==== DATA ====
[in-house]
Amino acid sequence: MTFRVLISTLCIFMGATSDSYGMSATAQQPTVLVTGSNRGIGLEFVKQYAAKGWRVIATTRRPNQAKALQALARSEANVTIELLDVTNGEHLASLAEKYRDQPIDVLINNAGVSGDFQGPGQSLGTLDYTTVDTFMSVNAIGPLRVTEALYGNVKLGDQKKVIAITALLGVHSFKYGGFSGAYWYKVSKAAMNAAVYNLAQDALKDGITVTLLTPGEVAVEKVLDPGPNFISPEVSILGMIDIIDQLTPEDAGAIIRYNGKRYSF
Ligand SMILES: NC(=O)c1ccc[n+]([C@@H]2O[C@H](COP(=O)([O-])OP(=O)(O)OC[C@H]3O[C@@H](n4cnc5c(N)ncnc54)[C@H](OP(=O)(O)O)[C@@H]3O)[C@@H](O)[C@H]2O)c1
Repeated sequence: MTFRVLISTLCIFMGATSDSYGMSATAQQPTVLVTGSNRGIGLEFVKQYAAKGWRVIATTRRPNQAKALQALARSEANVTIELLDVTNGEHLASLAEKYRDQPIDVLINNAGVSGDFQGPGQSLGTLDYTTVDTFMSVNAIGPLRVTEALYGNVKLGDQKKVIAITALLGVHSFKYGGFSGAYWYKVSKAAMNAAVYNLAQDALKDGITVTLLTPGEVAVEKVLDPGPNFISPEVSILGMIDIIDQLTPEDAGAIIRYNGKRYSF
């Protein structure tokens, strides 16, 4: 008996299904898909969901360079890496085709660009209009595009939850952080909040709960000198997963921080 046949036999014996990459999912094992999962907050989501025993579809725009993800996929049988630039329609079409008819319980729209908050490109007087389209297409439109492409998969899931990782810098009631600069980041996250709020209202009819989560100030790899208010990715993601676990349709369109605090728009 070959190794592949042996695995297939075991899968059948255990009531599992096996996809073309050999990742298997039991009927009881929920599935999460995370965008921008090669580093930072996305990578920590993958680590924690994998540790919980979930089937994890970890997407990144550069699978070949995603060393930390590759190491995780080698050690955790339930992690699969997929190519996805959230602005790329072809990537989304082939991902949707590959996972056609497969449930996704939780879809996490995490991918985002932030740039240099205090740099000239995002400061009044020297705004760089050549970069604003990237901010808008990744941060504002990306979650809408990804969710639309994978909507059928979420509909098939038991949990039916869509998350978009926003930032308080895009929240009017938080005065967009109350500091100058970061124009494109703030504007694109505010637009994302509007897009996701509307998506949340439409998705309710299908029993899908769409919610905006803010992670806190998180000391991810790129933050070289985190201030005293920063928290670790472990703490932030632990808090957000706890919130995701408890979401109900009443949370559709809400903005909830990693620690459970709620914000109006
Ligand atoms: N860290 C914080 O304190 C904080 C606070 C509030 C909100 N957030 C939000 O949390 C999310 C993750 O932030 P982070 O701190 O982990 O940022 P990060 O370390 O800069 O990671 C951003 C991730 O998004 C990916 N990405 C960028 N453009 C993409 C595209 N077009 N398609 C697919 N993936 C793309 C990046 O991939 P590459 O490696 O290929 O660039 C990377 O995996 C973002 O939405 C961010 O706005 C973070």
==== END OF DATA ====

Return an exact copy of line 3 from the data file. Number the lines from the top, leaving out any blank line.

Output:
Ligand SMILES: NC(=O)c1ccc[n+]([C@@H]2O[C@H](COP(=O)([O-])OP(=O)(O)OC[C@H]3O[C@@H](n4cnc5c(N)ncnc54)[C@H](OP(=O)(O)O)[C@@H]3O)[C@@H](O)[C@H]2O)c1